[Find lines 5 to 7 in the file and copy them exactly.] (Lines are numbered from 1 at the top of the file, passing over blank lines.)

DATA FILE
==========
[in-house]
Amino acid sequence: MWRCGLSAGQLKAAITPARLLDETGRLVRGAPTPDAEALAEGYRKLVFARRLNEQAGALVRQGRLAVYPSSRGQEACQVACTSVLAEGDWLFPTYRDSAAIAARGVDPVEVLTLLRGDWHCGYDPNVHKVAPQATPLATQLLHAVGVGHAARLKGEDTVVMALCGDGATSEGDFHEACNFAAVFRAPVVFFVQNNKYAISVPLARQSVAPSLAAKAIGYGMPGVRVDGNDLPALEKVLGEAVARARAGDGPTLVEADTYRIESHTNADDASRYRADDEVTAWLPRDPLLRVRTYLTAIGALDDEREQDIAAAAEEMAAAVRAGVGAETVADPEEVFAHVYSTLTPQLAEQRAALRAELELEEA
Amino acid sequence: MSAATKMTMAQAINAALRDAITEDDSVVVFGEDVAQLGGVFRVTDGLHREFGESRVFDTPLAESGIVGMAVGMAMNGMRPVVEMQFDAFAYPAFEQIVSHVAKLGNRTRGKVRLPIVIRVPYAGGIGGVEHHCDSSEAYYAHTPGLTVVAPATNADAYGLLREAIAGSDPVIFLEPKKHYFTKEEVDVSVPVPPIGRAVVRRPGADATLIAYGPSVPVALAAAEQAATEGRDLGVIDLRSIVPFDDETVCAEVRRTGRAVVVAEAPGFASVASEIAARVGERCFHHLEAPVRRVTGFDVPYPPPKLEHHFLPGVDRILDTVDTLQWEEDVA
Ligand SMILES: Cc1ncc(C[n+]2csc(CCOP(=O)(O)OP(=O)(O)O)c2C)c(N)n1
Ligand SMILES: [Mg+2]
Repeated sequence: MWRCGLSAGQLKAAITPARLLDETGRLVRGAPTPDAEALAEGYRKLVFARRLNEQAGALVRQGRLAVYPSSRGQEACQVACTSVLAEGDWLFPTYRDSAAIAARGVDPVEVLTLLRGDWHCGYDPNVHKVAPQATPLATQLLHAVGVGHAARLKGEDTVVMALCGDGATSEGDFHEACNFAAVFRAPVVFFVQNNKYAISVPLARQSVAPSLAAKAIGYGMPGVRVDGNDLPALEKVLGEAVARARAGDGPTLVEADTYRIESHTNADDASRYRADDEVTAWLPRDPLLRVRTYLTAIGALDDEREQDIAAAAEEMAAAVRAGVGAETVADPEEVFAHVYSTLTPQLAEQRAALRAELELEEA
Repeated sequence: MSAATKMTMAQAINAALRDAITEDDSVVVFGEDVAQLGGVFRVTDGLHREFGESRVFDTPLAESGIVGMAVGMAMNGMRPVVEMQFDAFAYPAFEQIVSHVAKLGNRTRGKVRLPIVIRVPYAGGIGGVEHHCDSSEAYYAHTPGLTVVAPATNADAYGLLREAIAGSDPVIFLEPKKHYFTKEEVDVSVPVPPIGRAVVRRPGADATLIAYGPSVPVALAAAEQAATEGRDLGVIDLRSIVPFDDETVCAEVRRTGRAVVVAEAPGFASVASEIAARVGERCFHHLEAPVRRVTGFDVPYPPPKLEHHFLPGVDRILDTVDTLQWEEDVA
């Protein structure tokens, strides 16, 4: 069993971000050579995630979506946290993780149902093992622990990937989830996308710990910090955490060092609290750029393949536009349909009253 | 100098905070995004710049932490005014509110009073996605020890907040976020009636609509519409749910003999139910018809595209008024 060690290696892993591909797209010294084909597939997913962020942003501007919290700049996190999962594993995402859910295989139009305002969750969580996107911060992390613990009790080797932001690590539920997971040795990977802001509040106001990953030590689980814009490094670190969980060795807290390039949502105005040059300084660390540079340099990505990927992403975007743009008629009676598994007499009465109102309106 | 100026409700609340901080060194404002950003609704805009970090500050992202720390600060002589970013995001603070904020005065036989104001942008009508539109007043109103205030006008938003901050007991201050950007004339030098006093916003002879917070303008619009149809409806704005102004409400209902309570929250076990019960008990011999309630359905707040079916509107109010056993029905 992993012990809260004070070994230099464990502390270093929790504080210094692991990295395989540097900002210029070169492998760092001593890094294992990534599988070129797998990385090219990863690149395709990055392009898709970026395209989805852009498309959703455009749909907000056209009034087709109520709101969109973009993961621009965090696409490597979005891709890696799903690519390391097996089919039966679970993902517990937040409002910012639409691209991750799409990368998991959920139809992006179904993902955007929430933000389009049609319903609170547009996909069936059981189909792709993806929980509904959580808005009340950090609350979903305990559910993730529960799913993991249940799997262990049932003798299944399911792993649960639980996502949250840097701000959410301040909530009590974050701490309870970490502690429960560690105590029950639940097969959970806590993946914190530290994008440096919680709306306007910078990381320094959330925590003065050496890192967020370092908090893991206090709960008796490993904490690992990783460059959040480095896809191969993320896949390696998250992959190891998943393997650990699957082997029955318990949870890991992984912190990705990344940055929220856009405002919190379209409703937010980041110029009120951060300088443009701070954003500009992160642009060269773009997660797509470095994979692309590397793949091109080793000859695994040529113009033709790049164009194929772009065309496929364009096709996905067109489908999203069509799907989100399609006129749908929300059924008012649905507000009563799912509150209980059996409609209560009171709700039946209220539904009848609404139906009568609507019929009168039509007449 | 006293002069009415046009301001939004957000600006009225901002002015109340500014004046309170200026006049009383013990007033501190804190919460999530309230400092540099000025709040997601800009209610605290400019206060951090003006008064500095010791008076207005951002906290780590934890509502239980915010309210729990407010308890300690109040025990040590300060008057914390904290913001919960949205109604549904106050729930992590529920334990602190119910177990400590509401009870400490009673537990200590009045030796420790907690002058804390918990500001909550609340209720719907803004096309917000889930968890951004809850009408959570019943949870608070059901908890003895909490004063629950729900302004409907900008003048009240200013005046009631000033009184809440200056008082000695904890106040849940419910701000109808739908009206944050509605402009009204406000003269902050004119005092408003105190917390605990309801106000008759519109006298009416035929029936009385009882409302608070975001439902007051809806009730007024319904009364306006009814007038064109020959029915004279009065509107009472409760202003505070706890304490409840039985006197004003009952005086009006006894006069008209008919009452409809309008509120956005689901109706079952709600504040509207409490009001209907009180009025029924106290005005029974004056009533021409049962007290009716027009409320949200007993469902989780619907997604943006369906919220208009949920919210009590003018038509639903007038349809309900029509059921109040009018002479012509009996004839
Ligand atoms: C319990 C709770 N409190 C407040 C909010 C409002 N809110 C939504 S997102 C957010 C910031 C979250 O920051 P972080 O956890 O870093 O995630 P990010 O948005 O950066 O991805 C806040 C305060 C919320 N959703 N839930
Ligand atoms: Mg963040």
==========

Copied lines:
Ligand SMILES: [Mg+2]
Repeated sequence: MWRCGLSAGQLKAAITPARLLDETGRLVRGAPTPDAEALAEGYRKLVFARRLNEQAGALVRQGRLAVYPSSRGQEACQVACTSVLAEGDWLFPTYRDSAAIAARGVDPVEVLTLLRGDWHCGYDPNVHKVAPQATPLATQLLHAVGVGHAARLKGEDTVVMALCGDGATSEGDFHEACNFAAVFRAPVVFFVQNNKYAISVPLARQSVAPSLAAKAIGYGMPGVRVDGNDLPALEKVLGEAVARARAGDGPTLVEADTYRIESHTNADDASRYRADDEVTAWLPRDPLLRVRTYLTAIGALDDEREQDIAAAAEEMAAAVRAGVGAETVADPEEVFAHVYSTLTPQLAEQRAALRAELELEEA
Repeated sequence: MSAATKMTMAQAINAALRDAITEDDSVVVFGEDVAQLGGVFRVTDGLHREFGESRVFDTPLAESGIVGMAVGMAMNGMRPVVEMQFDAFAYPAFEQIVSHVAKLGNRTRGKVRLPIVIRVPYAGGIGGVEHHCDSSEAYYAHTPGLTVVAPATNADAYGLLREAIAGSDPVIFLEPKKHYFTKEEVDVSVPVPPIGRAVVRRPGADATLIAYGPSVPVALAAAEQAATEGRDLGVIDLRSIVPFDDETVCAEVRRTGRAVVVAEAPGFASVASEIAARVGERCFHHLEAPVRRVTGFDVPYPPPKLEHHFLPGVDRILDTVDTLQWEEDVA